Florida’s orange crop, the world’s second biggest, will be 1.4 percent smaller than forecast in February, the government said, on signs of worsening damage from citrus greening, a plant disease.
The state will produce 139 million boxes of the fruit in the harvest that runs from October through June, down from 141 million forecast a month ago, the U.S. Department of Agriculture said today in a report. The average estimate of seven analysts and traders in a Bloomberg News survey was 139.6 million boxes. Florida produced 146.6 million boxes in the previous season.
“Citrus greening has become more of a problem than anyone imagined,” Shawn Hackett, the president of Boynton Beach, Florida-based Hackett Financial Advisors Inc., said in a telephone interview before the report. “Something’s happening here that’s unexplainable by weather. It’s been a pretty normal winter, but the crop’s falling apart.”
Citrus greening, a bacterial disease first found in the state in 2005, starves a tree of nutrients, causing the fruit to drop prematurely. Oranges are often smaller, especially in younger trees.
The rate of fruit spoiling in the Valencia variety, which is forecast to account for 52 percent of the Florida crop, “has increased sharply in the past two months,” the USDA said.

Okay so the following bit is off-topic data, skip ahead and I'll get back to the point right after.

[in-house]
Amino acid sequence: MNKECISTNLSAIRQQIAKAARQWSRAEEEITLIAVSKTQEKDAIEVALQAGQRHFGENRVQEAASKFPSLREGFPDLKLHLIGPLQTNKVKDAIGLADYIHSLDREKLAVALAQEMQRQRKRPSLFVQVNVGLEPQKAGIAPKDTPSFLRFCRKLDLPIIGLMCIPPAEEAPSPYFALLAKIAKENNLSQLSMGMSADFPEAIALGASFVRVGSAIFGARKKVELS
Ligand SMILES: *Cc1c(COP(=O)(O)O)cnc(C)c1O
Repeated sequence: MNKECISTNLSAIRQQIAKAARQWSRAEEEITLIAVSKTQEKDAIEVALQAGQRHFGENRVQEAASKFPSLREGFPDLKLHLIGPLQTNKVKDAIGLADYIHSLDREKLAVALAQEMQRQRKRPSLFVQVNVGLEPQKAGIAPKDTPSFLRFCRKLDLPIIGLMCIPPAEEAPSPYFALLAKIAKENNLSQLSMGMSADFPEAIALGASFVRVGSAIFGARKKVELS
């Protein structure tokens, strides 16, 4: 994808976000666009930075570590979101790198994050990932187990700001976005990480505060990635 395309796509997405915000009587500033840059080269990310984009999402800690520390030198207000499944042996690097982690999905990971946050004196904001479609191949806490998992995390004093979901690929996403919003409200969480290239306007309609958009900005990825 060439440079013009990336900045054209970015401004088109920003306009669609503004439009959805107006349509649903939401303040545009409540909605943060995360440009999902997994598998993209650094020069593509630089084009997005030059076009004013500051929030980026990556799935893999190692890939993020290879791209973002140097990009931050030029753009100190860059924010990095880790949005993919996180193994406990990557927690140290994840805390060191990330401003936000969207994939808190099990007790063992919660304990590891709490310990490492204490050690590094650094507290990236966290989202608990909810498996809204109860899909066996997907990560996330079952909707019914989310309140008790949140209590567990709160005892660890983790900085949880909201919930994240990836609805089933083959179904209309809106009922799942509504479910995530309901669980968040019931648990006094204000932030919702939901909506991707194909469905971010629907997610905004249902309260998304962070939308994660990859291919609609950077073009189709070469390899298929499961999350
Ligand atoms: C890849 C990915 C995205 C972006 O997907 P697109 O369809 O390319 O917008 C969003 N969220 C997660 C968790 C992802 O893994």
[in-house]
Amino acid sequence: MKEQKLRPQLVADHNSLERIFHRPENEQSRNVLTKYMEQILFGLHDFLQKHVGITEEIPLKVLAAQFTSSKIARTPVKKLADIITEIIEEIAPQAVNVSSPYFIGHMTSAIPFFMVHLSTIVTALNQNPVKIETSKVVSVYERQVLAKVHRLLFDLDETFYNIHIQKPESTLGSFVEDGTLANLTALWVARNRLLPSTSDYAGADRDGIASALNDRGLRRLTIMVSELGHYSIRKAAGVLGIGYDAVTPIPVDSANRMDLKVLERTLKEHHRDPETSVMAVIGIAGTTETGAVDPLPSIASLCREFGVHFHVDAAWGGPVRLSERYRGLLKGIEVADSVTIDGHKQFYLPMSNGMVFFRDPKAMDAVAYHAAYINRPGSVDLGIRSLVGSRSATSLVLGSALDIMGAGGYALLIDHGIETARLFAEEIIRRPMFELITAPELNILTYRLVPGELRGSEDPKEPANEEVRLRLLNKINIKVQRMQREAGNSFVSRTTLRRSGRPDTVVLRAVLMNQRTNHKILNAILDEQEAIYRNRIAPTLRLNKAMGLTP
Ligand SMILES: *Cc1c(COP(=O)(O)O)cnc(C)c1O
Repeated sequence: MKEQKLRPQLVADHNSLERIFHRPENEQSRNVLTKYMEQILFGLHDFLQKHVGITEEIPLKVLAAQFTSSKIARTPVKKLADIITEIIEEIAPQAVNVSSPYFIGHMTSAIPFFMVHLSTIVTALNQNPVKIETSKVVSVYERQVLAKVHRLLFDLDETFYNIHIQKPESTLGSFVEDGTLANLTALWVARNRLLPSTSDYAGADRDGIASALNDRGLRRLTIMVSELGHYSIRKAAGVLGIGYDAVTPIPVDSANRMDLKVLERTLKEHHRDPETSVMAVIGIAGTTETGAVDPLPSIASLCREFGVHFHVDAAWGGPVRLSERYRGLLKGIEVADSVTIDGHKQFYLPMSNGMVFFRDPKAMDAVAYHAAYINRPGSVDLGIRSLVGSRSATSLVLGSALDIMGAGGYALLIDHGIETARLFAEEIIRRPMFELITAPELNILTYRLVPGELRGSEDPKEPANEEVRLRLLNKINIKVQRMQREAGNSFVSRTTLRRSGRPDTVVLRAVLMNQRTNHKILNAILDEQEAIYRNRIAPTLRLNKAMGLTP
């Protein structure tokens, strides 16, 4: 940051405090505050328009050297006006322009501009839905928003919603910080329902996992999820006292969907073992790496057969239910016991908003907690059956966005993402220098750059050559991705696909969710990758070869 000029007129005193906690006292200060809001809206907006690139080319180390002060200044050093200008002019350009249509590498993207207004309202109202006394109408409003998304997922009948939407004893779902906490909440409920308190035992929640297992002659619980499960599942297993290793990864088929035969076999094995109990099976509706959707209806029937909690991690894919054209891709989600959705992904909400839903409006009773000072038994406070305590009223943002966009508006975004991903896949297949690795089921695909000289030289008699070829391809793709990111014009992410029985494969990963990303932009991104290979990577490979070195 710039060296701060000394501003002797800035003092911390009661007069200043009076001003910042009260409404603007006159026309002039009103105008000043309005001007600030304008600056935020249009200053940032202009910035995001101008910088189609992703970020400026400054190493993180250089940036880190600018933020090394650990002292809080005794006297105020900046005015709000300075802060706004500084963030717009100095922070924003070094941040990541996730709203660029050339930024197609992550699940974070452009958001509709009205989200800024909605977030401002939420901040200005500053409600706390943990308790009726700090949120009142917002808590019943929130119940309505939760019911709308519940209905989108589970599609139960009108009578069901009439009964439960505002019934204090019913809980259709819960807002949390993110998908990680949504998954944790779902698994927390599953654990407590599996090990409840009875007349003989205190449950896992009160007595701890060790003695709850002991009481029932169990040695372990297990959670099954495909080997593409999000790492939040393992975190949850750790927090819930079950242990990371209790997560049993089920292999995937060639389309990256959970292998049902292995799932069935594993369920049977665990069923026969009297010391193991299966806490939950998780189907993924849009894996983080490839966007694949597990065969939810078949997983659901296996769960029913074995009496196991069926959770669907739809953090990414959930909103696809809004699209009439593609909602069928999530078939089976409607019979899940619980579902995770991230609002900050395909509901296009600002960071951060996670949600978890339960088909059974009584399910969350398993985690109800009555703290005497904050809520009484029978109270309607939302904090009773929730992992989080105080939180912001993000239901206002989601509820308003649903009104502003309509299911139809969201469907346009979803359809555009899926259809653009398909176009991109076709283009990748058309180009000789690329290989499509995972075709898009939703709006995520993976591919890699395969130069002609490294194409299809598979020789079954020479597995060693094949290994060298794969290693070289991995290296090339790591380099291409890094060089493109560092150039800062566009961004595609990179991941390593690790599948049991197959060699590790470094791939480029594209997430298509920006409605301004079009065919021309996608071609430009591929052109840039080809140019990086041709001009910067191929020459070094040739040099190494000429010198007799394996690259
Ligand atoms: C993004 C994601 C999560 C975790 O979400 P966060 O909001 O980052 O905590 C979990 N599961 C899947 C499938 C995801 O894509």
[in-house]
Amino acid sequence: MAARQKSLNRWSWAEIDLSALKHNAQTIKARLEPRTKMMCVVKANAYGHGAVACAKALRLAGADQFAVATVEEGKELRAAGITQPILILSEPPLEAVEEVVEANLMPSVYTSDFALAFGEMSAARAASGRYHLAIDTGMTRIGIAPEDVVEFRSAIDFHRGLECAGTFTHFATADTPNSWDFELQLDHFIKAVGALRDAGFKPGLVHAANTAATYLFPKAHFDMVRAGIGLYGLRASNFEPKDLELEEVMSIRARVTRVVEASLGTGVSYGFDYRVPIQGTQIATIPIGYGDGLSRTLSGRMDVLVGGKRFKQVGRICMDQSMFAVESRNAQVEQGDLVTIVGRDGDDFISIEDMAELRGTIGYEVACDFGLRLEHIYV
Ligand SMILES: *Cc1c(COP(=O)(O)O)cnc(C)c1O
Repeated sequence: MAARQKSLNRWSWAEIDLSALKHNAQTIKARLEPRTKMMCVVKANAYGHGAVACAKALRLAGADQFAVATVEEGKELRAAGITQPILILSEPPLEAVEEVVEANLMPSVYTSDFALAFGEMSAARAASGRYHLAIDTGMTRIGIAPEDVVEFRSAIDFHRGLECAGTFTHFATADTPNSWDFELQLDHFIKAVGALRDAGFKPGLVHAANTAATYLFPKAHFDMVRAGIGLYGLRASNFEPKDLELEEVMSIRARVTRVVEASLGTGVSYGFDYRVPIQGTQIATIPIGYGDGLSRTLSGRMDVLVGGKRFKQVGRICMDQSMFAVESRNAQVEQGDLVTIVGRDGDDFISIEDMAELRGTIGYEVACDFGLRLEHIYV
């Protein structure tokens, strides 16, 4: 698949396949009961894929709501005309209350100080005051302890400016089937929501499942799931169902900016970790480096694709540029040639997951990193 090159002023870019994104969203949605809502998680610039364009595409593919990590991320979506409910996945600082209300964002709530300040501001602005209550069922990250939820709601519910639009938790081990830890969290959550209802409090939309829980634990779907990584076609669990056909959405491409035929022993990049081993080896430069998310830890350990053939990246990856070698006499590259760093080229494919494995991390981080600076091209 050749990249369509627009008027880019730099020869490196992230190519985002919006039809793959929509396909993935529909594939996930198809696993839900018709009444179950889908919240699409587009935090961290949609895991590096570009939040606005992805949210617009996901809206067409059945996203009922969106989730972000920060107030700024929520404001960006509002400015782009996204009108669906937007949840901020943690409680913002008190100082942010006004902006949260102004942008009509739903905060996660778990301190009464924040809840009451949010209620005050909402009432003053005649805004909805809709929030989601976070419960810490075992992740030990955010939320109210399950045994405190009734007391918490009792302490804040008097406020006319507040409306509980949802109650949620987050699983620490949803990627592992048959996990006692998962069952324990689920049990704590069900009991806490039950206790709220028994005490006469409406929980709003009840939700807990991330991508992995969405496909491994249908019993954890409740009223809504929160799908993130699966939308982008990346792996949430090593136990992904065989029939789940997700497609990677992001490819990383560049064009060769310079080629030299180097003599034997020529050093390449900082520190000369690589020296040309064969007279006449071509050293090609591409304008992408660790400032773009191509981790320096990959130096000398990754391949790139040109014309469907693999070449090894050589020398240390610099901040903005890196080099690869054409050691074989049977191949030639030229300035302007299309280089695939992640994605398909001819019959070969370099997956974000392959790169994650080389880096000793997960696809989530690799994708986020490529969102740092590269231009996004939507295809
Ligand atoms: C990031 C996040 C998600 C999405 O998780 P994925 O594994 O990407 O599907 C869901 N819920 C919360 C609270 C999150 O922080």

According to a study by economists at the University of Florida in Gainesville, greening has reached 32 citrus- growing counties in the state, causing $4.5 billion in economic damage.
Temperatures were normal to 3 degrees Fahrenheit above average across the state’s citrus belt in February, according to MDA Information Systems Inc. in Gaithersburg, Maryland. Precipitation fell to 28 percent of the February average in some areas, while staying close to normal in others, Donald Keeney, a senior meteorologist at MDA, said in an e-mail.
“Rainfall was sparse, worsening the drought conditions in nearly all of the citrus-producing regions,” the USDA said in the report.
Orange juice for May delivery rose 6.4 percent to $1.3255 a pound at 10:29 a.m. on ICE Futures U.S. in New York. A close at that level would leave the commodity up 13 percent this year on the smaller Florida crop amid signs of rebounding U.S. demand for the beverage.
Yields in Florida will average 1.61 gallons per box, down from 1.63 gallons a year earlier, the USDA said.
A box weighs 90 pounds, or 41 kilograms. Brazil is the biggest orange producer.
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